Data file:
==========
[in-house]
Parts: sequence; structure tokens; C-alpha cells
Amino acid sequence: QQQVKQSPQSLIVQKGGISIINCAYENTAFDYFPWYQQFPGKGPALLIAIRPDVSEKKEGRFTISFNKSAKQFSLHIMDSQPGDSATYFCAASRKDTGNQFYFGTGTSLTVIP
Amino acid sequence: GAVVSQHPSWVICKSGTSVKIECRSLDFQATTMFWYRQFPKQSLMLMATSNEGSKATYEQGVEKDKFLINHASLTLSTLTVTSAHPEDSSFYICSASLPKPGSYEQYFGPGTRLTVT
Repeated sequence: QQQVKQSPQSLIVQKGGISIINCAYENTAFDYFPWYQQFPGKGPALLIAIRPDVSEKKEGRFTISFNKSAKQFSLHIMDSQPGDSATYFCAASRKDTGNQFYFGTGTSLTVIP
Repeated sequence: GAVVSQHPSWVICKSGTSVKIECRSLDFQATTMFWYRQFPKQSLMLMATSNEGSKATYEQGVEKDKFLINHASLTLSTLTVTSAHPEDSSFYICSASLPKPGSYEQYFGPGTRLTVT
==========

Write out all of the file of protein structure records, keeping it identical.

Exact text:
[in-house]
Parts: sequence; structure tokens; C-alpha cells
Amino acid sequence: QQQVKQSPQSLIVQKGGISIINCAYENTAFDYFPWYQQFPGKGPALLIAIRPDVSEKKEGRFTISFNKSAKQFSLHIMDSQPGDSATYFCAASRKDTGNQFYFGTGTSLTVIP
Amino acid sequence: GAVVSQHPSWVICKSGTSVKIECRSLDFQATTMFWYRQFPKQSLMLMATSNEGSKATYEQGVEKDKFLINHASLTLSTLTVTSAHPEDSSFYICSASLPKPGSYEQYFGPGTRLTVT
Repeated sequence: QQQVKQSPQSLIVQKGGISIINCAYENTAFDYFPWYQQFPGKGPALLIAIRPDVSEKKEGRFTISFNKSAKQFSLHIMDSQPGDSATYFCAASRKDTGNQFYFGTGTSLTVIP
Repeated sequence: GAVVSQHPSWVICKSGTSVKIECRSLDFQATTMFWYRQFPKQSLMLMATSNEGSKATYEQGVEKDKFLINHASLTLSTLTVTSAHPEDSSFYICSASLPKPGSYEQYFGPGTRLTVT